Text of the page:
20 years on from their Live Aid (1985) triumph, Bob Geldof and Midge Ure recruit the world's music superstars once again to perform live and put pressure on Western governments to help Africa and Make Poverty History.
Michael Palin owns what must be the most-used passport in Britain. Now it has been taken out of the drawer once again for the making of his new one-off documentary, Around the World in 20 ... See full summary »
This show features Live Aid, the biggest benefit concert in history. Taking place simultaneously in two seperate stadiums in the USA and the UK, many of the top contemporary rock music acts play many of their most popular songs to raise money for famine relief in Ethiopia. In addition, short films illustrating the crisis in Africa are run with the appeal for aid.Written by
Kenneth Chisholm <email@example.com>
The reformation of heavy rock legends Led Zeppelin for the first time since the death of their drummer, John Bonham, in 1980 was expected by many to be the highlight of the Philadelphia concert, but the band were under-rehearsed for their 17-minute, three-song set. Robert Plant's voice was not at its best, there were equipment problems and Jimmy Page's guitar was badly out of tune. The two drummers, Phil Collins and Tony Thompson, had also not rehearsed nor played together before. Page subsequently described the performance as "pretty shambolic" and Plant has called it "a fucking atrocity". Zeppelin refused to let their performance be included when the DVD was released in 2004. However, the band members did decide to donate money to the charity. The band's guitarist Jimmy Page later blamed Phil Collins for the disappointing performance. He accused Collins of not knowing the songs he was playing and "bashing away cluelessly and grinning". Collins admitted in a subsequent interview that he nearly got up and walked off because the performance was going so badly, but he also said Page had made him a scapegoat for their performance. Collins landed the gig with Led Zeppelin because of his connection with Robert Plant, having played drums on his first two solo albums. See more »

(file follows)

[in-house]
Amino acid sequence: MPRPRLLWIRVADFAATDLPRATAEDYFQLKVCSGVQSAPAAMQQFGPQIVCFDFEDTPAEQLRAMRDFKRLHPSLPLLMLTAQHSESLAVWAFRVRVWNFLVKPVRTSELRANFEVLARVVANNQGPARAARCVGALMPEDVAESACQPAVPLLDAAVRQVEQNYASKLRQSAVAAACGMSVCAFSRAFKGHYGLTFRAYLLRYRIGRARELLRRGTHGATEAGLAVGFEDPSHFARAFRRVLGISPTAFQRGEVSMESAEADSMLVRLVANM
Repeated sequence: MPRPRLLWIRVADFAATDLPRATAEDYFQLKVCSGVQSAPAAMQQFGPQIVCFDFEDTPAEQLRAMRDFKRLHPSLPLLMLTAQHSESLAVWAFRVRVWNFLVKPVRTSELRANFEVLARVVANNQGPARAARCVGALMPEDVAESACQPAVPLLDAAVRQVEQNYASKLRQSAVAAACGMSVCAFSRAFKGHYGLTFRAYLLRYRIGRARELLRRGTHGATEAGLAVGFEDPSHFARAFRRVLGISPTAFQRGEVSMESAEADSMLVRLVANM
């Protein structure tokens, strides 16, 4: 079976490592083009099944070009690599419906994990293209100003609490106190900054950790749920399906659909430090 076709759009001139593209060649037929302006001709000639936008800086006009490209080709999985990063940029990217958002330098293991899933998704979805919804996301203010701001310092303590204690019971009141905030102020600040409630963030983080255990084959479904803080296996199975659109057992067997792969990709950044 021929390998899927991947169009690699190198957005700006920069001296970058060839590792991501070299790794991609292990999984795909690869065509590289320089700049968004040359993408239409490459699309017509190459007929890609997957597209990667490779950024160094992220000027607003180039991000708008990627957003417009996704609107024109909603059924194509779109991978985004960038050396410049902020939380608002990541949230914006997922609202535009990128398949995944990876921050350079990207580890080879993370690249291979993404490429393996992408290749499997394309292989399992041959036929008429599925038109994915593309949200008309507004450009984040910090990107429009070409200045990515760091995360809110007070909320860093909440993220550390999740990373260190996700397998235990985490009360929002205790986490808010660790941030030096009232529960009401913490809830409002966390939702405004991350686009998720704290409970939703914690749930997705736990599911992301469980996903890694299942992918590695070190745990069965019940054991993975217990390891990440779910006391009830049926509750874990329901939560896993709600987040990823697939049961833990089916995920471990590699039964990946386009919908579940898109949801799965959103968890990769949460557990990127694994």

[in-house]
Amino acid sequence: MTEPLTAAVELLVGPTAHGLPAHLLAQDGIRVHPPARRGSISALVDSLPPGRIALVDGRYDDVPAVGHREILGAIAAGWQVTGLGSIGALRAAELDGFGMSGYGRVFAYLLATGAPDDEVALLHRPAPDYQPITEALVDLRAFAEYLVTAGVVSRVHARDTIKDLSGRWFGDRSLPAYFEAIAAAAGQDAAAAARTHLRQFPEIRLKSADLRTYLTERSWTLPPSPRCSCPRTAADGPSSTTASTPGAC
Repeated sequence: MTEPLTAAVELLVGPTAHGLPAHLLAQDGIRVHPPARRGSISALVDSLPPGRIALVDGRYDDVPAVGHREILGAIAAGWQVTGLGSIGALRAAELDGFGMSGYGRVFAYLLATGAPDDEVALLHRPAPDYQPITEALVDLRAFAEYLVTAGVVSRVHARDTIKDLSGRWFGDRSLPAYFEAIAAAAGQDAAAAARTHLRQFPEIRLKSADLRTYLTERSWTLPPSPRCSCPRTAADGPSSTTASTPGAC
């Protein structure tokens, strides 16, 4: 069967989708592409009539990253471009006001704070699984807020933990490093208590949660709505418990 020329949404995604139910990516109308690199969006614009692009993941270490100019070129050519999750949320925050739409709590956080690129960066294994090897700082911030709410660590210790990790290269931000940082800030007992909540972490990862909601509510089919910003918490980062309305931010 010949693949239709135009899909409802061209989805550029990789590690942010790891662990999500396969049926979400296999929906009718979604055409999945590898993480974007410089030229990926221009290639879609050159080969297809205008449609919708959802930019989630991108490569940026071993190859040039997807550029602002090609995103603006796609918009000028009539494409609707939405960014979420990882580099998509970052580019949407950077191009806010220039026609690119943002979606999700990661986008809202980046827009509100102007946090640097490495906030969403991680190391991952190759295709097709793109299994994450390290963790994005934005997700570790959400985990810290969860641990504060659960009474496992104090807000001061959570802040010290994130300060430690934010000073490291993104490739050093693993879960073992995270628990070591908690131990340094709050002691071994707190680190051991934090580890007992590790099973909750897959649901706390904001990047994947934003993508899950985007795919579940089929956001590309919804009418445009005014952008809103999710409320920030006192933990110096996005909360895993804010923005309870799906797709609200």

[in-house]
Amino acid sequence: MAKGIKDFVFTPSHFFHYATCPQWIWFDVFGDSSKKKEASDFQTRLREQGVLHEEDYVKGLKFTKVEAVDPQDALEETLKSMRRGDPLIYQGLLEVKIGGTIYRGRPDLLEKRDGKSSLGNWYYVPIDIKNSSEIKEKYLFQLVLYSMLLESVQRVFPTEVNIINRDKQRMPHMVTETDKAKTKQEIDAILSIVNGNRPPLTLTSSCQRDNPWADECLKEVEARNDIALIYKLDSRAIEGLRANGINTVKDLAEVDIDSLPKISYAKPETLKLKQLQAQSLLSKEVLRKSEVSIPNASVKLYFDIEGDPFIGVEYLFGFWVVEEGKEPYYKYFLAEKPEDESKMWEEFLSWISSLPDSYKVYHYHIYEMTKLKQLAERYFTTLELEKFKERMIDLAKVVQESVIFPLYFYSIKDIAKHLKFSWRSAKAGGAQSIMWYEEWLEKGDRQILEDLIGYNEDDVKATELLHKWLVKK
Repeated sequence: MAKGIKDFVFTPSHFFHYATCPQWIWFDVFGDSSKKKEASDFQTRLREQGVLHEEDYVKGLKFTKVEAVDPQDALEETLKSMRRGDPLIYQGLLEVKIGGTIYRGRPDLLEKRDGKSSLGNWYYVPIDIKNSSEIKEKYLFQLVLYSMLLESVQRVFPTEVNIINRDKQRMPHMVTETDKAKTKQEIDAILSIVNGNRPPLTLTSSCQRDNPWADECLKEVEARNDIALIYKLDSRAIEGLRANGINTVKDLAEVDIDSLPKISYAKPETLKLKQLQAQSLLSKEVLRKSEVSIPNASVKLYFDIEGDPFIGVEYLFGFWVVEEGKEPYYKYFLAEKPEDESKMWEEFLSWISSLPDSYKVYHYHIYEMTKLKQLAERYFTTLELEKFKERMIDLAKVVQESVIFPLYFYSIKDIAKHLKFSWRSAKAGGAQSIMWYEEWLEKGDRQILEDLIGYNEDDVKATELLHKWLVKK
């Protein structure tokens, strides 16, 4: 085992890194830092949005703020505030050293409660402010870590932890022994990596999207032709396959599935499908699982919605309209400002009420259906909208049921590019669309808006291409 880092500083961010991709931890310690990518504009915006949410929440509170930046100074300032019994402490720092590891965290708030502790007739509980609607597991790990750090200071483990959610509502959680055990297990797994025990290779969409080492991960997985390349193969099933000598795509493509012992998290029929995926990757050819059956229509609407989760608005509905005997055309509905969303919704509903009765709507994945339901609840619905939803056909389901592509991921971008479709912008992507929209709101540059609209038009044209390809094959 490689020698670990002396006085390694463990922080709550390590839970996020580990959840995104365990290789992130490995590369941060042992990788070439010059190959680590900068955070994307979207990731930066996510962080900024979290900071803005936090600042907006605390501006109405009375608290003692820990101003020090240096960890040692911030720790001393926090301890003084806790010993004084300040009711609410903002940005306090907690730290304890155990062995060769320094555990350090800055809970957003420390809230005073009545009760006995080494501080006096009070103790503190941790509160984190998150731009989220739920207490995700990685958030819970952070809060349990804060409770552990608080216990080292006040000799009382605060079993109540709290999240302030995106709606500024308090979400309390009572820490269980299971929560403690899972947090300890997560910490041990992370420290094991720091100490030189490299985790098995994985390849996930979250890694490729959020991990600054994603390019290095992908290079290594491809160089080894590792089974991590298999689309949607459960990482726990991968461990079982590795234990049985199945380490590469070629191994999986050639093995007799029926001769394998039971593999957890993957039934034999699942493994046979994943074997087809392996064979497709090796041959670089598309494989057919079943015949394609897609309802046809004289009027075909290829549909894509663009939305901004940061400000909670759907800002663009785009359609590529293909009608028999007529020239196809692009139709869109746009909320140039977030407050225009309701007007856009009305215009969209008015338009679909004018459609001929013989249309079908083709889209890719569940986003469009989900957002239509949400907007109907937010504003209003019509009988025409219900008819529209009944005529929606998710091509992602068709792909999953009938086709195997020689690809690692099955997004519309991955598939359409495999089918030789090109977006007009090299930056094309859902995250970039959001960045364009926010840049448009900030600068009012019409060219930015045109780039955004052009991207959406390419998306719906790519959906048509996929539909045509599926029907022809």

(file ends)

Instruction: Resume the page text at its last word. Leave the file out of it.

I wanted to be part of the cause. When I take the stage, my chance will finally be here.
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In its original form, the concert ran 16 hours. There were two versions of the U.S. telecast - one incarnation aired complete on MTV, another produced by ABC was in two parts, part one (the first eleven hours) airing in syndication, part two (the final three hours) airing on ABC. In any case, the DVD version is edited to ten hours, leaving out many key performances, such as Crosby, Stills, Nash and Young, Power Station, The Hooters, The Four Tops, Rick Springfield, Bernard Watson, Santana, and Led Zeppelin. The DVD version also contains an aurally altered version of Paul McCartney's performance of "Let It Be" (due to a microphone problem in the first half of the song, McCartney had to re-record his vocals twenty years after the fact so that it could be included on the DVD). See more »
I say with great certainty that this was the greatest musical event of my lifetime. Yet there seem to be no video or audio copy that is available. This Live Aid album would have brought in Millions of Dollars in relief aid. Think about the cassette, album, CD, & DVD money we would have all paid? I am lucky enough to have a scratchy cassette recording off of the radio from that day. Long live Freddy!!!!
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